Articles Index/History
Posted 12/18/97



Nearly 200 years ago the gypsies travelling across East Anglia were accompanied by small red drop-eared terriers, poachers' dogs, but known throughout that part of England as the hardest terriers anyone could wish for.

In the 1870's a Master of Foxhounds at Ballybrick, near Wicklow, was losing too many foxes to ground in his newly drained country, and started to breed a line of small drop-eared terriers from his Irish, small enough to put to ground in a drain pipe if necessary. Somewhere between the two lies the origins of the Norfolk Terrier.

Norfolk Terriers came into being as a separate drop-eared breed in 1964 when the Kennel Club granted a new register and separated the prick-eared Norwich and the drop-eared Norwich into two breeds. Until that time the two types had developed together as separate breeds and had shared a common and confused history dating from the late nineteenth century when the small red terriers of East Anglia and the "mites" from Ballybrick had by coincidence come together first in Cambridge in the 1880's.

Ear carriage was considered of less importance than temperament and gameness, and in the early dogs, ears were cropped. It was only when cropping became illegal that ear carriage became more important and individual dogs were described as having erect or drop ears, were reared for the most part in stables among horses and horsemen and owned by sporting men. Early pedigrees give a clue as to the nature of the dog -- Mustard, Gyp, Hot Stuff, Pepper, and Nap.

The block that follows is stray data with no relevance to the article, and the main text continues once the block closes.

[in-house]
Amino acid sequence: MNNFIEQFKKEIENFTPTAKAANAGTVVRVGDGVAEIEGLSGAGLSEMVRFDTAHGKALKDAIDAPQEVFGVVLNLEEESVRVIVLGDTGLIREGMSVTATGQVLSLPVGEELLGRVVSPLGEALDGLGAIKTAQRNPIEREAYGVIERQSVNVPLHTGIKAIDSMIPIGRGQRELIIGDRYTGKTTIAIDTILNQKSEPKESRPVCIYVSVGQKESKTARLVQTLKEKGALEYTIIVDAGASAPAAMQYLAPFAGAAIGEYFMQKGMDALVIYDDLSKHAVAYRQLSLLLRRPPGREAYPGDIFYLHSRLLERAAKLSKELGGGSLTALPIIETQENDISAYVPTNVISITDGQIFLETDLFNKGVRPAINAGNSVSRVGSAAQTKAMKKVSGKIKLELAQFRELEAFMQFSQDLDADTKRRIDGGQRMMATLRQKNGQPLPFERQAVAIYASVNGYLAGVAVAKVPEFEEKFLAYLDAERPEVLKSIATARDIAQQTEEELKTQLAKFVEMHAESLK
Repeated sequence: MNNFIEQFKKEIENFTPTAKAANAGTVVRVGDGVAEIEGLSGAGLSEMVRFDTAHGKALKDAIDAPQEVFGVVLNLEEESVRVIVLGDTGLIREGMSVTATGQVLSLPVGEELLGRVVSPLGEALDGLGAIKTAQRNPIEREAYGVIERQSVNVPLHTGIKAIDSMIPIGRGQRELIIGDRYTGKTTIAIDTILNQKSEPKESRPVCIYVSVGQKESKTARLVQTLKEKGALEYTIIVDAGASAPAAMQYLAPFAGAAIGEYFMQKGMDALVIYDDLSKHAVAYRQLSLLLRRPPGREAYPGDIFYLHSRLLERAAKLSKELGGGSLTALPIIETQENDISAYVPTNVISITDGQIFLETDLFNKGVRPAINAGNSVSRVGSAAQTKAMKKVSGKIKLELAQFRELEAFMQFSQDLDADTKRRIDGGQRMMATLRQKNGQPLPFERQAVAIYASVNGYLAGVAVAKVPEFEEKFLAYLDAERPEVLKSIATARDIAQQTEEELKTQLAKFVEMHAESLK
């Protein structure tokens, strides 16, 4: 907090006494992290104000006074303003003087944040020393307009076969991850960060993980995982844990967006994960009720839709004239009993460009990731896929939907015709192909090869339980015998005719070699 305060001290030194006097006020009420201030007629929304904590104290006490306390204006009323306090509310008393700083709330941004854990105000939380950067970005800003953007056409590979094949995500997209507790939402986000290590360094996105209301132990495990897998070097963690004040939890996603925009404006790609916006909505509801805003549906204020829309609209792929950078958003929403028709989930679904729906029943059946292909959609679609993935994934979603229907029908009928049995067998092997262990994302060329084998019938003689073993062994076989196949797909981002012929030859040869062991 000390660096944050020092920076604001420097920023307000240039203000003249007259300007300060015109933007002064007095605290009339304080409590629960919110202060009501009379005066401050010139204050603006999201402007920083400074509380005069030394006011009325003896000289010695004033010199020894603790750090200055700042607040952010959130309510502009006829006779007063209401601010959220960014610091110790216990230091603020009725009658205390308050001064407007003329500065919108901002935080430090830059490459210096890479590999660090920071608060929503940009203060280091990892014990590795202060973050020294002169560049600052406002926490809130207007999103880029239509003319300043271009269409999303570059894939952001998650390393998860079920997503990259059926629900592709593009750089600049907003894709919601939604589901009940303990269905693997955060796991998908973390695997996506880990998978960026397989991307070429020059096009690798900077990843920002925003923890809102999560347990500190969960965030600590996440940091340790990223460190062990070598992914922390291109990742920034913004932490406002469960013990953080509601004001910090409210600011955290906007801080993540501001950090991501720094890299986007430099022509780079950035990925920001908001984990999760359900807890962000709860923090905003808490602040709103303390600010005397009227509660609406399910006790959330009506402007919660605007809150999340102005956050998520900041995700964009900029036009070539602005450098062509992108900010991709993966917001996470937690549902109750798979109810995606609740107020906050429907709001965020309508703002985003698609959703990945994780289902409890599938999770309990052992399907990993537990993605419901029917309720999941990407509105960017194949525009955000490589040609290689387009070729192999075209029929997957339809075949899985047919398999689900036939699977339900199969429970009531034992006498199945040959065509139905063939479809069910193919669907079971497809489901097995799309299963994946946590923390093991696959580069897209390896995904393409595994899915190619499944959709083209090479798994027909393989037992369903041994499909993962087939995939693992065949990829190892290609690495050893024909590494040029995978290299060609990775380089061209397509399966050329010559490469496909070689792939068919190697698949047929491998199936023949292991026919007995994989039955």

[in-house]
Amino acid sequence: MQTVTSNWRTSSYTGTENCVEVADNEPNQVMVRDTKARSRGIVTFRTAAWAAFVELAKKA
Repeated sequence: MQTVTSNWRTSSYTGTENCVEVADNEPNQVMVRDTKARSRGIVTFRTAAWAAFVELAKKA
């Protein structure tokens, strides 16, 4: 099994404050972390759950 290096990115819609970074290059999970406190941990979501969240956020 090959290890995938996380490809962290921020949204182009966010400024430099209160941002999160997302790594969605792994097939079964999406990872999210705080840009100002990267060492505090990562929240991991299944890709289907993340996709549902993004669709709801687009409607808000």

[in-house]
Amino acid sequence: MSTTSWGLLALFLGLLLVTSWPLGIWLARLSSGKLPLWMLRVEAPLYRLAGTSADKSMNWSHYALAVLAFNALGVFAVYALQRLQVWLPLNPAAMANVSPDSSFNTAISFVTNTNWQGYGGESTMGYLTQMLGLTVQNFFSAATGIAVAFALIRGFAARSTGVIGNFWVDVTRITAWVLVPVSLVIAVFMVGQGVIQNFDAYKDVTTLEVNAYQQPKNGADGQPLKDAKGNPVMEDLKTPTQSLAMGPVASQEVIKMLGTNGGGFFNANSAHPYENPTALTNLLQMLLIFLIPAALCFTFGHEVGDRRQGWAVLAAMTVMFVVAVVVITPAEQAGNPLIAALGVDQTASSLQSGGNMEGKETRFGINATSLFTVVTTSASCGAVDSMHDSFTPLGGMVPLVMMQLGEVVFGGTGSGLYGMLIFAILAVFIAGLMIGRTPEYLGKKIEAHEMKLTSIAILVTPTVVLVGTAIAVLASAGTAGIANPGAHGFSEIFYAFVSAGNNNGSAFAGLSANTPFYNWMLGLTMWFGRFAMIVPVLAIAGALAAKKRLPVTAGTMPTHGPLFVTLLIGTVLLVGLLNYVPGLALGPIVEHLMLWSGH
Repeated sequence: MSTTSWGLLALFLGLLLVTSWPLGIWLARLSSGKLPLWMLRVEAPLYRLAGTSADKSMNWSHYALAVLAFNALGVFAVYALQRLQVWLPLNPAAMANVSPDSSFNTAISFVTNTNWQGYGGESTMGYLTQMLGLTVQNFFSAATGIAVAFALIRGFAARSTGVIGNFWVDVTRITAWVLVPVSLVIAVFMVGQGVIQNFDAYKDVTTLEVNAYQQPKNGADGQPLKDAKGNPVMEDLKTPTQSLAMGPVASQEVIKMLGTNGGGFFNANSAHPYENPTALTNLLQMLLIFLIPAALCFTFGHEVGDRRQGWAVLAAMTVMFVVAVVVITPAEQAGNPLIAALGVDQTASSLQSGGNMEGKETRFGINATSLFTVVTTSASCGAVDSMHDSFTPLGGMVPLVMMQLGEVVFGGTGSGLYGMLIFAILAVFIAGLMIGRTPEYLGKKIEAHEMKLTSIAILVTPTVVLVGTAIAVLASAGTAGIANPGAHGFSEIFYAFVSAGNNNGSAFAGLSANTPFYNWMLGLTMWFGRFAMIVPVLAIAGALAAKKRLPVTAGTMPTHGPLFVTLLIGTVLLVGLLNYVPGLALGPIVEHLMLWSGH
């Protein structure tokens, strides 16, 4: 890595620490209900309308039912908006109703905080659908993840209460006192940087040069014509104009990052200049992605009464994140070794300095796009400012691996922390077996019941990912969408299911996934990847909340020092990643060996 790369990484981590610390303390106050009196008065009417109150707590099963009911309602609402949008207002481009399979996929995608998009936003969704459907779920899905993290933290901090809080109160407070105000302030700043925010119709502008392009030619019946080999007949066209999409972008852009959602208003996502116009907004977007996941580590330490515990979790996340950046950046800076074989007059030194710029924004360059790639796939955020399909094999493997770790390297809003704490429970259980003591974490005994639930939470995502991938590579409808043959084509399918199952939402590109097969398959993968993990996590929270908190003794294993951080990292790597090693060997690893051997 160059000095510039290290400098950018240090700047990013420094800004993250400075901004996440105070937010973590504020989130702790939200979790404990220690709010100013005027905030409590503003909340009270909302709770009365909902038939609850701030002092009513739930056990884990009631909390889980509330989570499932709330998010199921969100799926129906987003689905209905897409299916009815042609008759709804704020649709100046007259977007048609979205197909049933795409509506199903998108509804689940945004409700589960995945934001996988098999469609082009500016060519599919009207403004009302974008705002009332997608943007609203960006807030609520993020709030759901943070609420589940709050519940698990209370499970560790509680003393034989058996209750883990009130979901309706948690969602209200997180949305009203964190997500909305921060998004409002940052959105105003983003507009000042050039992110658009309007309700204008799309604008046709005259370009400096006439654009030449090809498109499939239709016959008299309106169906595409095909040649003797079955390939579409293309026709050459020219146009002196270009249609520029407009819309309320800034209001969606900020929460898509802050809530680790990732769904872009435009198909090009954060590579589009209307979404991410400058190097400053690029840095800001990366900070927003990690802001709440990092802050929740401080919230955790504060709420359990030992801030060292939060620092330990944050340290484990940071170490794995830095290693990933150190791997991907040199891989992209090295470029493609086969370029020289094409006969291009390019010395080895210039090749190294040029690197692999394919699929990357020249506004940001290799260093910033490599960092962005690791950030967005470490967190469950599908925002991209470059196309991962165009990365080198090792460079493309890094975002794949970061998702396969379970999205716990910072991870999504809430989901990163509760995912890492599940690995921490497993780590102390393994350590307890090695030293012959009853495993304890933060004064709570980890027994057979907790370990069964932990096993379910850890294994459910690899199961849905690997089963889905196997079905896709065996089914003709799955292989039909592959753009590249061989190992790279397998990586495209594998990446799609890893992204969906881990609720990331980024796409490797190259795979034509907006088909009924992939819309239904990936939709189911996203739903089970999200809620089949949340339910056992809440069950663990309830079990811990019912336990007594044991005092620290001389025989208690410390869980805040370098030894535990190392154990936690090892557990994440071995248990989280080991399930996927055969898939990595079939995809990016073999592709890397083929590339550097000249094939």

It is disputed whether Mr. Nicholls, an inn keeper of Wymondham, was the first person to work on the breed, but his grandson can remember how he as a boy followed the hunt on a cob carrying one of these terriers in a canvas bag on each shoulder. In Ireland the terriers of Ballybrick ran with hounds until their size decreased and they travelled two to a terrier bag.



By the end of the last century the small red terriers of East Anglia were well known outside their original territory and in the 1890's the Ballybrick estate in Wicklow was sold and some of the "firey mites" were brought from Ireland joining the terriers already in the Cambridge and Norfolk area.

Among the early breeders were Jodrell Hopkins, a sporting undergraduate who established a livery stable on Trumpington Street after he graduated; "Doggy" Lawrence, the Cambridge dog dealer, who with Jodrell Hopkins did a roaring trade selling dogs to undergraduates as Trumpington Terriers; Mr. Lewis Low, nicknamed "Podge", the son of a Norwich vet; Mr. Jack Cooke of Brooke Lodge near Norwich, Master of the Norwich Staghounds, "a determined man who spoke his mind and rules his field" who already had a red dog called Rags; Frank Jones, who had left Wicklow at 25 to fill the position of nagsman and whip to Mr. Cooke and was later responsible for giving the breed its first registered name of Norwich; Mr. R. J. Read of Hapton Hall, a keen hunting man and one of the first exporters of the breed and first president of the Norwich Terrier Club; Mr. W. E. West of East Farndon whose terriers were in later years registered under the prefix of Farndon and were to play their part in the early show days.

Jodrell Hopkins had acquired his first terrier from a reservist during the South African war, a smooth brindle which he bred to Jack, a smart but silky coated red dog belonging to Lawrence. he kept a bitch, Nell, from this litter and a dog puppy, also called Rags, was given to Mr. Cooke.